Ajmer, where Islam started its journey in India
Ajmer is a holy city. It is holy to both Muslims & Hindus . It is famous for the Dargah of the famous Muslim saint Hazrat Khawaja Moinuddin Chisti (1142 – 1236 A.D.),who laid the permanent foundation of Islam in India. The Mughal Emperor Akbar was a staunch follower of the teachings of this saint.
The history of Ajmer is a colorful one. The city was originally constructed by the King Ajay Pal Chouhan in the 7th century A.D. Named after Ajay Pal, or most probably after the nearby Ajay Meru (Ajay Mountain), the city was originally called Ajay Meru. It was conquered by Muhammad Ghori of Ghazni in 1193 A.D. In 1398 the marauding soldiers of Taimur Lang destroyed Ajay Meru. The city was rebuilt by Rana Kumbh, the Rana of Mewar, & the Rajput Kings ruled over it briefly. Later it was taken over by the Sultans of Malwar (1470-1531 A.D.). It was then conquered by the Mughal Emperor Akbar who came here in 1561. Here at the Taragarh fort, Sir Thomas Roe , the British Emissary from King James I of England, first met Emperor Jahangir on 19th January, 1616 --- a meeting with a profound future impact on India’s political fortune.
Ajmer has many important tourist destinations including the Taragarh Fort, Akbar’s Palace, Jain Temple, Dhai Din Ka Jhopra & the majestic Ana Sagar Lake.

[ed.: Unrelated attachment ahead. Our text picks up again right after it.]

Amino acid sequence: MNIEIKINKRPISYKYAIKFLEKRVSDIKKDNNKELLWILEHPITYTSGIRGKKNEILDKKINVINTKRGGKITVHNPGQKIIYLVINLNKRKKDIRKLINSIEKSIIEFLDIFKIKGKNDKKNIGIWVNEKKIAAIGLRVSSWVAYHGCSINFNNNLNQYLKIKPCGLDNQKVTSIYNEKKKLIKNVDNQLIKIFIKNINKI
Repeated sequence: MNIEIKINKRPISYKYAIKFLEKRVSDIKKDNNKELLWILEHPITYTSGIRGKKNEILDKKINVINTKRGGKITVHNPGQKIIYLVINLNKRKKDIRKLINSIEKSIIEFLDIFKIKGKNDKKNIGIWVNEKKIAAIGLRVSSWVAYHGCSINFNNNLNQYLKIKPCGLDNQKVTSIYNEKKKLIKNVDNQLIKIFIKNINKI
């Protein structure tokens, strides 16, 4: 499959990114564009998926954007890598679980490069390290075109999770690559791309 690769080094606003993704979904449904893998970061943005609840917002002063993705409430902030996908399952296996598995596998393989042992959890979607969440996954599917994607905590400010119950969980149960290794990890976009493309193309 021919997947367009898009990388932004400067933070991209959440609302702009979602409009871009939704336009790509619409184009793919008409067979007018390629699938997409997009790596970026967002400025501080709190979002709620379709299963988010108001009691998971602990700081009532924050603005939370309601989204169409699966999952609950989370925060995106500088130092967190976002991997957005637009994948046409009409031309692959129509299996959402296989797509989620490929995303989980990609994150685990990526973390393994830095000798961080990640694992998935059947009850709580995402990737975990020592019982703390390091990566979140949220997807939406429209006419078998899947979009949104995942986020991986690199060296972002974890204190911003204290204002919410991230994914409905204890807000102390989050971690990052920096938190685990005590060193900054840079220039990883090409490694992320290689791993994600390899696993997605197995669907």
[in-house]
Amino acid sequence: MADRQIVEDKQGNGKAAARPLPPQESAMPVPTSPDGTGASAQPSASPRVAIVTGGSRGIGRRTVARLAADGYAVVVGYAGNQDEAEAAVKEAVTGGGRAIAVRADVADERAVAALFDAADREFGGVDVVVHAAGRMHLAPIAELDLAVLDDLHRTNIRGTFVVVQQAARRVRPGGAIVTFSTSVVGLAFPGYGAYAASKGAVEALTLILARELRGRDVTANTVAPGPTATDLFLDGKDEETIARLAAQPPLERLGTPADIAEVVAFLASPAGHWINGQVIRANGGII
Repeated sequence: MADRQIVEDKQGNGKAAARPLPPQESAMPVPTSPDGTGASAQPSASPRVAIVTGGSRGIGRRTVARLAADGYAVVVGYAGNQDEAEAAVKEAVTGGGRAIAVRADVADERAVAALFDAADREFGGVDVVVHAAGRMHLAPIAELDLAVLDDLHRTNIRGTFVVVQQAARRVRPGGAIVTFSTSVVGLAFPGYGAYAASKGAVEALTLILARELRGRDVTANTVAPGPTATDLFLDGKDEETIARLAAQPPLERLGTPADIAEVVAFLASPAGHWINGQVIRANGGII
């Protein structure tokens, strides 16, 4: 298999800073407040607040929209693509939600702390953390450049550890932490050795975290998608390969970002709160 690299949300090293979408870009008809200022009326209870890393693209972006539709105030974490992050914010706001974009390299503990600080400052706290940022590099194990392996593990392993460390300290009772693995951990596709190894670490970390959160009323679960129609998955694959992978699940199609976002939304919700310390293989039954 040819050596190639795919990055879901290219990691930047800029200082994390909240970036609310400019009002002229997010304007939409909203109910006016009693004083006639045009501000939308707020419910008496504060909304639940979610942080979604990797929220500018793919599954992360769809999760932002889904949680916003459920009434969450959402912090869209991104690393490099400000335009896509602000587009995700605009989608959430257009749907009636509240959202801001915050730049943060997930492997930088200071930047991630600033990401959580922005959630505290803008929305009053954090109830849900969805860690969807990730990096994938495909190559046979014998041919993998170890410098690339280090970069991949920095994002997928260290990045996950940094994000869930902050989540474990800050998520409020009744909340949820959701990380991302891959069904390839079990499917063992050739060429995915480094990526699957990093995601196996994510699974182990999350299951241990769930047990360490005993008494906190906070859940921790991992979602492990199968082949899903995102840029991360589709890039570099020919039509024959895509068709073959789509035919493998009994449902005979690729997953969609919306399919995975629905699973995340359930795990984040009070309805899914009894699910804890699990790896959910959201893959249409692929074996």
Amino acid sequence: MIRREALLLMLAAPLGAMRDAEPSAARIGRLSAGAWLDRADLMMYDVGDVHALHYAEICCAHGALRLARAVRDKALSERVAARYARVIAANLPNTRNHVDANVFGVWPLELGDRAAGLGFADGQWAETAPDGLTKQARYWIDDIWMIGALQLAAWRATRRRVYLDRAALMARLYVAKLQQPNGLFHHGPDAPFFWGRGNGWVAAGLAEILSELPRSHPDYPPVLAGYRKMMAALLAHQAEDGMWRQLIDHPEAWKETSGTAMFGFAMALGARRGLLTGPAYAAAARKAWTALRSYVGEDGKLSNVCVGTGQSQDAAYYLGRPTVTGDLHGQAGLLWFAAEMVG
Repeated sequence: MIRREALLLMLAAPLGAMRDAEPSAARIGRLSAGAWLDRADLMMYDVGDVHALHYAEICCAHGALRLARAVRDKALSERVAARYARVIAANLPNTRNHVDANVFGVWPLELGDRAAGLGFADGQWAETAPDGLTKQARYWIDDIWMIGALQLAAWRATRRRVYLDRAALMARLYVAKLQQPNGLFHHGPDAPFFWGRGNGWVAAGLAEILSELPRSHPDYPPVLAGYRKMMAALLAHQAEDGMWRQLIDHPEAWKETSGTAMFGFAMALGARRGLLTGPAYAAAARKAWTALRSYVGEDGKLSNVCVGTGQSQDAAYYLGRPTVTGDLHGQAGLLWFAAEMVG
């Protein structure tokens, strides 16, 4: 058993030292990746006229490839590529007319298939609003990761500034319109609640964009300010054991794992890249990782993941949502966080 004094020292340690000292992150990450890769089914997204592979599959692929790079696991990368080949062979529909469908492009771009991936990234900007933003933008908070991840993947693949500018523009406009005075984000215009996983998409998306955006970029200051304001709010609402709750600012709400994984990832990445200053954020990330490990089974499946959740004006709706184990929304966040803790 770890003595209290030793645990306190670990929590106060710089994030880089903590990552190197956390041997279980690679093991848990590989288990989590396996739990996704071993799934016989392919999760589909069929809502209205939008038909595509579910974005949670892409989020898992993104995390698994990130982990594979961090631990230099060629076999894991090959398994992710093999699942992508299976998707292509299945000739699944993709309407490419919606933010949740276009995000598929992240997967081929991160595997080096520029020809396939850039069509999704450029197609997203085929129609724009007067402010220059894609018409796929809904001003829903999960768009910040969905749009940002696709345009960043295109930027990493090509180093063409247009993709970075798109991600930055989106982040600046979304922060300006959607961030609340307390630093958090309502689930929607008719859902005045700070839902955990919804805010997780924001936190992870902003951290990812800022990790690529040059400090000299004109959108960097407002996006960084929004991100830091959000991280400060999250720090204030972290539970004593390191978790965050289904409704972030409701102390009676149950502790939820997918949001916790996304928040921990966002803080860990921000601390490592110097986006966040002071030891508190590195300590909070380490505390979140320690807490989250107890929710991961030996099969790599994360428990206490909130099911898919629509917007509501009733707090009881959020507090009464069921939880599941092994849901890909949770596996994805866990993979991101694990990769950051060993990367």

But the most important place for which Ajmer is famous is the Dargah of Khawaja Moinuddin Chisti, the great Muslim Saint & the Guru of Emperor Akbar. Respected by both Muslims & Hindus, the great saint who was known as Garib Nawaz ( the Protector of the Poor) came to India from Persia in 1192 A.D. He stayed here at Ajmer till his death in 1236 A.D.
The Dargah is situated inside a protected enclosure with several gates. The main gate , a gift from the Nizam of Hyderabad, is majestic. Inside , there is the Akbari Mosque & the Buland Darwaja. There is a second mosque, built by Emperor Shah Jahan in 1650 A.D.
The central building where the saint’s mortal remains were placed after his death has the tomb built of white marble. Devotees offer CHADAR & flowers here.
There are two huge Handa-s or cauldrons for cooking rice in the enclosure, with an astounding capacity of 120 & 80 Mounds (1 Mounds = 37 kgs). A gift from Emperor Akbar, these two monsters attract awe & respect to all.
Though over-crowded, the place strangely bestows a serene calmness in the mind of the visitor, whether a devotee or an ordinary tourist.
It is really worth visiting.